Pure presumes you’re likely to have a USB plug already. Our eco-conscious side agrees with this, but … micro USB? Really? Sadly, you can’t power the Pure Elan Connect from a portable battery. Instead, you’ll need to open up a hatch on the product’s rear and insert four AA batteries. Also on the rear is a telescopic aerial that measures 52mm when fully extended. 

the back of the pure elan connect dab radio, showing an empty battery cavity

(Image credit: TechRadar)

Setup

Connects to a Wi-Fi network via WPS25,000 internet radio stationsColour display shows icons and artwork

Pure’s Elan Connect DAB and Internet radio is mostly a cinch to use. The highlight for some will be its tactile dial for navigating the colourful on-screen menus and volume, although note that it does produce a rather loud click.

Switch-on the Pure Elan Connect and you’ll be taken straight to network settings, not only for fetching internet radio stations and podcasts, but also to keep time. There follows a slightly confusing set of choices for things such as daylight savings – for which the default is ‘no’ … why would anyone want a radio that gives the wrong time for half the year?!. Nevertheless, at least connecting to the home Wi-Fi network is easy if you’re using a WPS-enabled Wi-Fi router. 

Once setup is complete – the world is your oyster, with the Pure Elan Connect providing access to 25,000 radio stations. But the real advantage of web radio is access to podcasts, which the Pure Elan Connect presents in a simple file structure. You can scroll down lists of podcasts and episode titles, for which the display is just about large enough. 

With DAB selected as a source, we were able to tune in a plethora of digital radio stations in under a minute, each one with scrolling text and other station information nicely presented in a compact and colourful way. 

Switch to Bluetooth and the Pure Elan Connect immediately pops up in a smartphone’s Bluetooth menus, with a big green tick appearing when a connection is made. You can then operate music either from a smartphone or via the playback buttons on the front of the unit. 

a closeup of the pure elan connect dab radio display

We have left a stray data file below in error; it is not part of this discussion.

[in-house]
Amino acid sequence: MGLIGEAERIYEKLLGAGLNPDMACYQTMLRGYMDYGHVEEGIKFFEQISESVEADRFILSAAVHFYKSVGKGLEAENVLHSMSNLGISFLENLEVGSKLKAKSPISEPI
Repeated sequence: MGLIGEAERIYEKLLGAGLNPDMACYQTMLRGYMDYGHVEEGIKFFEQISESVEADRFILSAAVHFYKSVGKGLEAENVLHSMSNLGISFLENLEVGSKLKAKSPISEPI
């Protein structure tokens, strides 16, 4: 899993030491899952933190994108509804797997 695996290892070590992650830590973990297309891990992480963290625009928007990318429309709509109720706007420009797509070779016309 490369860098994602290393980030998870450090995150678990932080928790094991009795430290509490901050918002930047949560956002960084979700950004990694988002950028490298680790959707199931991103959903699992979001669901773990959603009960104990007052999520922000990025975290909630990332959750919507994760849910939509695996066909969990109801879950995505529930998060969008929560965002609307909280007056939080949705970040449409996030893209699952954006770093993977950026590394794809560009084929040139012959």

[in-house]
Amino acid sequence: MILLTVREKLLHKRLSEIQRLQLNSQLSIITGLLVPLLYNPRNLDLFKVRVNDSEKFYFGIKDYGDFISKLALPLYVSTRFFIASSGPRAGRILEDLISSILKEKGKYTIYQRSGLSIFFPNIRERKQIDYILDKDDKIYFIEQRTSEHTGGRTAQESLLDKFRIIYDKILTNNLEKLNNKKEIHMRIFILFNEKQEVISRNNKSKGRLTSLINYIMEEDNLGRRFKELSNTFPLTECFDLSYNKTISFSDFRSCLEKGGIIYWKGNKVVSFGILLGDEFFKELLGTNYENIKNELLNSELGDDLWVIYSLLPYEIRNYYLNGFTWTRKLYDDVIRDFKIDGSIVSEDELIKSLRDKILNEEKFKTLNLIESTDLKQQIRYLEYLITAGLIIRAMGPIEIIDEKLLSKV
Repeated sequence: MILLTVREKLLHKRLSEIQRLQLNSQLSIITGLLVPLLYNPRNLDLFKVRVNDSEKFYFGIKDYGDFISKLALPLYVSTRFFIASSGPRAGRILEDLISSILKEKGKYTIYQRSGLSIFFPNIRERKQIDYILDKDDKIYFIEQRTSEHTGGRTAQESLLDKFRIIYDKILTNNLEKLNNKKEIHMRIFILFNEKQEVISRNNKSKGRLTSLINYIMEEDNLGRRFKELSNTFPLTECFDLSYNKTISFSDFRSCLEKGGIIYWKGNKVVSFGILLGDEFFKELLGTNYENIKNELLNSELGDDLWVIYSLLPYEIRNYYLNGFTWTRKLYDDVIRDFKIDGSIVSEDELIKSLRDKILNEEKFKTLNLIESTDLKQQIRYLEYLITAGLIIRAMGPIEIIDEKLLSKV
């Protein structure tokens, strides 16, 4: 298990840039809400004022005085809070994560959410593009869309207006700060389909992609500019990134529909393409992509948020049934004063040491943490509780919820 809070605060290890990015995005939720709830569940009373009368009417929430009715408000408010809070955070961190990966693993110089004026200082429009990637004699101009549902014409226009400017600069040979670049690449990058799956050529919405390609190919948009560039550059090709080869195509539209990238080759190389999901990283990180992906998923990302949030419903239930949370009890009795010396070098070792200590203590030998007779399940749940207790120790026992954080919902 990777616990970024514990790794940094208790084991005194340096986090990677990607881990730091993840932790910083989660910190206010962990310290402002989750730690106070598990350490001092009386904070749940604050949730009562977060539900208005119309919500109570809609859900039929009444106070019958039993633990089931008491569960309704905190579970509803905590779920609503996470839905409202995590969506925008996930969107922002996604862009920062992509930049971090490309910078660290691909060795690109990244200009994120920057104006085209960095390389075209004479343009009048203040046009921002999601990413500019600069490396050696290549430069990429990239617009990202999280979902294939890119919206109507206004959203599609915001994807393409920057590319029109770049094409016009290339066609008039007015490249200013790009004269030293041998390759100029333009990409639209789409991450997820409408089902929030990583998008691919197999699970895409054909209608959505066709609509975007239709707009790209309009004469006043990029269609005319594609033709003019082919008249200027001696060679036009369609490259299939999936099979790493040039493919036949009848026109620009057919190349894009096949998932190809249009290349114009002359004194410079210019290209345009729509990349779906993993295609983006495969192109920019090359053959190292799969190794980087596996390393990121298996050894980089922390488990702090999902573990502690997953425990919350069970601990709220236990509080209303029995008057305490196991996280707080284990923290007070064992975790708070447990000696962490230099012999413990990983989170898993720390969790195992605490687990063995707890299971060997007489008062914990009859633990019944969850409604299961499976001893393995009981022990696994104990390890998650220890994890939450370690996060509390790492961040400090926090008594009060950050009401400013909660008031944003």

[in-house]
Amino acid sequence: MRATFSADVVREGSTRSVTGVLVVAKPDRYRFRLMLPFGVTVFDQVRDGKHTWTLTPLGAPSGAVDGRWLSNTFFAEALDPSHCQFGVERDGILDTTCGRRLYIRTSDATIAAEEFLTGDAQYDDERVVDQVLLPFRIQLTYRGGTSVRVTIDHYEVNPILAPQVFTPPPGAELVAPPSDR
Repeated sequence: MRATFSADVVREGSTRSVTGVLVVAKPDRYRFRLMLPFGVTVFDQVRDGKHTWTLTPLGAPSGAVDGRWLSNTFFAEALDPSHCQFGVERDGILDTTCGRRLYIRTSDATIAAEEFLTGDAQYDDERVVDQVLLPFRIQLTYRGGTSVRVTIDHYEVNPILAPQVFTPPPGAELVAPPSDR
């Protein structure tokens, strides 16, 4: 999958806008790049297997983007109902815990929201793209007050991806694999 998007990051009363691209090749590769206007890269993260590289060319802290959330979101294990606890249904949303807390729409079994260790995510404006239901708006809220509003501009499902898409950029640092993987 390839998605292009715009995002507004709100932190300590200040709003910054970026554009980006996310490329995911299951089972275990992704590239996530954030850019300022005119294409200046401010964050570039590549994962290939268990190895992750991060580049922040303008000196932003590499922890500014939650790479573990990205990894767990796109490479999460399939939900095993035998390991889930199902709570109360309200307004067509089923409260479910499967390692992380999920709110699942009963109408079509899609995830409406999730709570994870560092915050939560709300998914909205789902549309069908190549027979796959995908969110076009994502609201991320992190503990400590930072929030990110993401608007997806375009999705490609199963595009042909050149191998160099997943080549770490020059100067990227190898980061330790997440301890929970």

(Image credit: TechRadar)

Audio performance

3W speakerSpoken word sounds greatBluetooth streaming is underwhelming

The Pure Elan Connect isn’t the best-sounding DAB radio on the market, but it’s pretty good considering its tiny size. It lacks depth when compared to many of its DAB rivals, presenting a soundstage that’s all about the mid-range. However, for voice-based content it’s absolutely fine, with spoken word radio plenty clear enough. Music, too, is acceptable – as long as it’s ‘background’ rather than hi-fi. 

Can you use the Pure Elan Connect outdoors at a party or a BBQ? Sure, it goes loud enough without any distortion. However, it’s better for Test Match Special than Last Night Of The Proms. That goes double for Bluetooth streaming, which is a tad underwhelming and suffers from a distinct lack of clarity. 

Should I buy the Pure Elan Connect?

the pure elan connect dab radio in black

(Image credit: TechRadar)

Buy it if…

You want an affordable DAB radioThis DAB/DAB+/FM and Internet radio is all about affordability, from the lightweight all-plastic chassis to the inclusion of micro USB rather than USB-C to connect to power. However, build quality is decent and the inclusion of Bluetooth streaming is a nice bonus. 

You want to stream music from your phoneThe Pure Elan Connect can stream from a smartphone, computer or laptop via Bluetooth 5, which works fine on a basic level. It lacks volume and, ultimately, sound quality isn’t the best – but it works great with podcasts.

Don’t buy it if…

You only want USB-C devicesYou’ve made the change to USB-C with your last smartphone and you have no intention of investing in anything that relies on micro USB. Although it comes with a micro-USB cable in the box, the Pure Elan Connect does come across a tad behind the times. We’re also slightly disappointed that it doesn’t come with a built-in lithium-ion battery. 

You want top-quality sound The Pure Elan Connect is primarily about affordability, flexibility and value. Although the sound quality is fine for spoken word and thoroughly acceptable for background music, don’t expect audiophile-quality from a 3W speaker. 

Source